Section 21 #nofaulteviction
We hear about the demise of the Section 21 ‘No Fault Eviction’
It has recently been announced that the Government intends to consult on bringing Section 21 no fault evictions to an end and putting a reliance on an adapted version of Section 8 which is the other option for gaining possession of a rental property, more often used where there is a breach of tenancy, you can read the current list of ‘Grounds’ (Here) that a landlord or their agent can use to gain possession of their property.
There are currently only 2 parties that can end an Assured Shorthold Tenancy, the Tenant and a Court of Law.
Currently if a tenant wants to end a fixed-term tenancy they do one of 2 things, they either leave at the end of the fixed-term of the tenancy or more likely give a month’s notice prior to the end of the tenancy to coincide with the end of the tenancy. Many tenants will currently be on a ‘Periodic’ agreement which means that the initial fixed term has expired but no new tenancy has been put in place, often favoured by the tenant as it gives them more flexibility, notice can be served at any point to end the tenancy, rather than having to wait to the end of a fixed-term period, in basic terms the tenancy rolls on month by month.
Section 21 has been a popular way for a landlord to request possession of their property as it gives guaranteed possession and can be used without detailing any breach of tenancy. It is rare that a landlord would use a Section 21 without good reason as it makes no business sense, we ask why you would evict a good tenant from your rental property. Good tenants are the lifeblood of the business that they are heavily invested in. With a Section 8, you will have noticed via the link above, there are both ‘Mandatory Grounds’ and what are called ‘Discretionary Grounds’, a discretionary ground is based on the decision of the presiding judge as to whether they grant possession or give the tenant a warning as to the breach and allow the tenancy to continue.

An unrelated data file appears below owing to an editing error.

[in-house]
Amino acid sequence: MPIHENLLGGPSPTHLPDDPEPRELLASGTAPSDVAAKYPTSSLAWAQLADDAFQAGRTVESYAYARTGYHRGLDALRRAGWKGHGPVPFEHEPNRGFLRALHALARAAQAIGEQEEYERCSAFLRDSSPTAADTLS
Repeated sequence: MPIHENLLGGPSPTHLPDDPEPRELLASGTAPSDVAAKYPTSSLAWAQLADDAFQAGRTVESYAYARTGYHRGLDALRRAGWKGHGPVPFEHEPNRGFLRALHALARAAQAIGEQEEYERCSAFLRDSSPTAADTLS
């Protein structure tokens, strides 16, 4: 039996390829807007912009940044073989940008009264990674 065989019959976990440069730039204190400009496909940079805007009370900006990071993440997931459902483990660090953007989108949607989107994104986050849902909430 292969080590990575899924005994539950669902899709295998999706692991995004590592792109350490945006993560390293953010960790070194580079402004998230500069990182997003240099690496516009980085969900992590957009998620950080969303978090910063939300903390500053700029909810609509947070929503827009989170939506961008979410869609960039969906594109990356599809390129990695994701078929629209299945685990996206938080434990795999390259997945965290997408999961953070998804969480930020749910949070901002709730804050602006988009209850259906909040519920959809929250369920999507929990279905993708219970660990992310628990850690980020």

|We currently have experience of life without Section 21, we only have to look to the current system which has been introduced into Scottish Law.
Tenancies in Scotland have no end date so the tenant can stay for one month or for as long as they wish, there is only a start date. To end that tenancy the tenant must only give 28 days’ notice to the landlord or agent. The landlord however would only be able to serve notice with guaranteed possession for 3 reasons:
1. They need to move in to the property.
2. They have a close relative that needs the property.
3. They need to sell the property.
Any breach of tenancy would be on a discretionary basis.
The landlord would need to give 84 days (twelve weeks) notice to request possession, on expiry of this period if the tenant had not left at that point they would need to apply to a Tribunal for the case to be heard. Following the Tribunal ruling the tenant would be given a further 30 days to appeal the decision. If a tenant still does not leave the property the landlord or agent then need to instruct a Sheriff (Bailiff) to evict the tenant, so we can see that this is a very long
and drawn out process, potentially lasting 7-8 months.
The idea behind this new consultation is that it will give a tenant a greater feeling of security in their home which can only be a good thing but it may well put some landlords off continuing in the sector and potentially make people think twice about renting a property without a guaranteed exit if things go wrong.
At Northwood we embrace change and legislation, we offer levels of service such as our Guaranteed Rent Scheme which alleviates this concern for landlords as we take on the whole eviction process if ever it be required. If you would like further information on letting property in the Stoke on Trent or Newcastle under Lyme area and how we can help then please do give us a call, we’re here to help. (01782) 636100 or email@example.com